2013 was a year filled with talk of drones.
I’m not saying this just because I’m biased by the recent news reporting on how large companies (Amazon, DHL, and UPS to be exact) are exploring the use of drones as a new delivery mechanism. If this is news to you, don’t worry. The robotics community came across this only a couple of weeks ago. Earlier this month, Amazon announced that it has been developing a drone-based delivery service called Amazon Prime Air that is meant to delivery items to your door in about half an hour. Then came a series of reports by other companies claiming that they are looking into similar ideas themselves.
But these drones are not going to be flying above your backyard any time soon because the world needs to figure out how to regulate drone technologies first. Many people still associate the word ‘drone’ with controversial military technologies despite the use of drones for journalism, mapping and search and rescue missions.
That reminds me of another drone-related news story from this year: in April, a coalition of non-governmental organizations (NGOs) called the Campaign to Stop Killer Robots was launched. With a thorough discussion on the current use of drones (remote controlled), the organization argued in front of the UN that an extended, more autonomous version of the current robotic military technologies could be dangerous at a global scale. By November of this year, this group had already grown into the organization that got the UN Secretary-General, Ban Ki-moon, talking about killer robots to the nations.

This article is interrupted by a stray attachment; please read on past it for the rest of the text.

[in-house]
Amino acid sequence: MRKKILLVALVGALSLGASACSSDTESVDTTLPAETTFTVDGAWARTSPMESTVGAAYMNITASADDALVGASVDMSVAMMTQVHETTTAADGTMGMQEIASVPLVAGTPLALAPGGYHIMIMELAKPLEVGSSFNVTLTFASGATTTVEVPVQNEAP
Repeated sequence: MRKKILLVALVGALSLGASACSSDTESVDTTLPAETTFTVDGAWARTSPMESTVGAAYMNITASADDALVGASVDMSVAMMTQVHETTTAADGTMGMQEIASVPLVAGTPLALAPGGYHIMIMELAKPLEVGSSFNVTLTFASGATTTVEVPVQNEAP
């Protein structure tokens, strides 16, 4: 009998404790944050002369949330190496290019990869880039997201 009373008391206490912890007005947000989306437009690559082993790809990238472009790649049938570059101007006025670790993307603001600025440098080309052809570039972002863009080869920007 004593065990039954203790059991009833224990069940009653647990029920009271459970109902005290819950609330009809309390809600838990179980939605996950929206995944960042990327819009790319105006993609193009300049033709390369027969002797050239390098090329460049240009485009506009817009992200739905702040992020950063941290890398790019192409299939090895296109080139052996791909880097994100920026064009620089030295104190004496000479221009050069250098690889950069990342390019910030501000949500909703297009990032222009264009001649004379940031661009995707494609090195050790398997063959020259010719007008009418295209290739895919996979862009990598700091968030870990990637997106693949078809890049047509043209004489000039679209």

Of course drones didn’t invade the robotics news world all year long. Some of us may have forgotten this already, but Willow Garage, the company that enabled so many roboticists to adopt the open source mindset and stop reinventing the wheel with ROS and PR2, shook the robotics community earlier this year by shutting down (most of its employees joined Suitable technologies according to the last blog post from Willow Garage).
If I were to think about Willow Garage and the rise of delivery drones in a one-dimensional manner, it would seem that the state of robotics industry is in rocky waters, where there’s a lot of interest in making money using non-traditional robotics (i.e., not the stereotypical industrial robots), but it is still hard to tell how many of these new business ventures will be successful. But thinking of it in another dimension, I think 2013 was the year that demonstrated the complicated nature of robotics, not in terms of just the technical stuff that goes in it, but in terms of its relationship with societal, ethical, and legal issues — whether it be discussing the efficacy of open source robotics or societal acceptance of drones in civilian territories.